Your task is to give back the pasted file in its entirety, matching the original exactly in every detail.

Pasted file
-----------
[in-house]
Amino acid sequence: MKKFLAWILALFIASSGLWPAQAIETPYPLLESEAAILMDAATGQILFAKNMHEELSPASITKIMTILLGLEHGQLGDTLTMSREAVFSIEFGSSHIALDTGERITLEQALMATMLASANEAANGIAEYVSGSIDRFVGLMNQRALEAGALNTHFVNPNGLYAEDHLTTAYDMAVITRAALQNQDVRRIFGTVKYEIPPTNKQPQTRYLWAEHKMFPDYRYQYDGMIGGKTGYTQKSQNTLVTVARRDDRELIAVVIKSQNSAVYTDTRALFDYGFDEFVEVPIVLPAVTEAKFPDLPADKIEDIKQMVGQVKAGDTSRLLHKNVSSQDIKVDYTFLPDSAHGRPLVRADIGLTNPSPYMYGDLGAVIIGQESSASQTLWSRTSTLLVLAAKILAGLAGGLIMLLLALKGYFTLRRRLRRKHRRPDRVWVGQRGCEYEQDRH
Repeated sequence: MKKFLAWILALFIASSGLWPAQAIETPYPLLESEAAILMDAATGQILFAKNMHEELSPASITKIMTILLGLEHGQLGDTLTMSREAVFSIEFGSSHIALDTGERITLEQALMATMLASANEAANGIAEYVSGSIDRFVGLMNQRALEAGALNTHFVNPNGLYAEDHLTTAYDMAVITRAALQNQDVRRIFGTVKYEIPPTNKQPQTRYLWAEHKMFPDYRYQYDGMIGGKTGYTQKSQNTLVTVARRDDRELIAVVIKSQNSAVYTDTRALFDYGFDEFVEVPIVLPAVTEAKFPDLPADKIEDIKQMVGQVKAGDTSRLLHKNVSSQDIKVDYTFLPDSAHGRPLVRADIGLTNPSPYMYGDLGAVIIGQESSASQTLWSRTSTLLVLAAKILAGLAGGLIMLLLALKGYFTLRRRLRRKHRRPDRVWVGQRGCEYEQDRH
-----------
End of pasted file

[in-house]
Amino acid sequence: MKKFLAWILALFIASSGLWPAQAIETPYPLLESEAAILMDAATGQILFAKNMHEELSPASITKIMTILLGLEHGQLGDTLTMSREAVFSIEFGSSHIALDTGERITLEQALMATMLASANEAANGIAEYVSGSIDRFVGLMNQRALEAGALNTHFVNPNGLYAEDHLTTAYDMAVITRAALQNQDVRRIFGTVKYEIPPTNKQPQTRYLWAEHKMFPDYRYQYDGMIGGKTGYTQKSQNTLVTVARRDDRELIAVVIKSQNSAVYTDTRALFDYGFDEFVEVPIVLPAVTEAKFPDLPADKIEDIKQMVGQVKAGDTSRLLHKNVSSQDIKVDYTFLPDSAHGRPLVRADIGLTNPSPYMYGDLGAVIIGQESSASQTLWSRTSTLLVLAAKILAGLAGGLIMLLLALKGYFTLRRRLRRKHRRPDRVWVGQRGCEYEQDRH
Repeated sequence: MKKFLAWILALFIASSGLWPAQAIETPYPLLESEAAILMDAATGQILFAKNMHEELSPASITKIMTILLGLEHGQLGDTLTMSREAVFSIEFGSSHIALDTGERITLEQALMATMLASANEAANGIAEYVSGSIDRFVGLMNQRALEAGALNTHFVNPNGLYAEDHLTTAYDMAVITRAALQNQDVRRIFGTVKYEIPPTNKQPQTRYLWAEHKMFPDYRYQYDGMIGGKTGYTQKSQNTLVTVARRDDRELIAVVIKSQNSAVYTDTRALFDYGFDEFVEVPIVLPAVTEAKFPDLPADKIEDIKQMVGQVKAGDTSRLLHKNVSSQDIKVDYTFLPDSAHGRPLVRADIGLTNPSPYMYGDLGAVIIGQESSASQTLWSRTSTLLVLAAKILAGLAGGLIMLLLALKGYFTLRRRLRRKHRRPDRVWVGQRGCEYEQDRH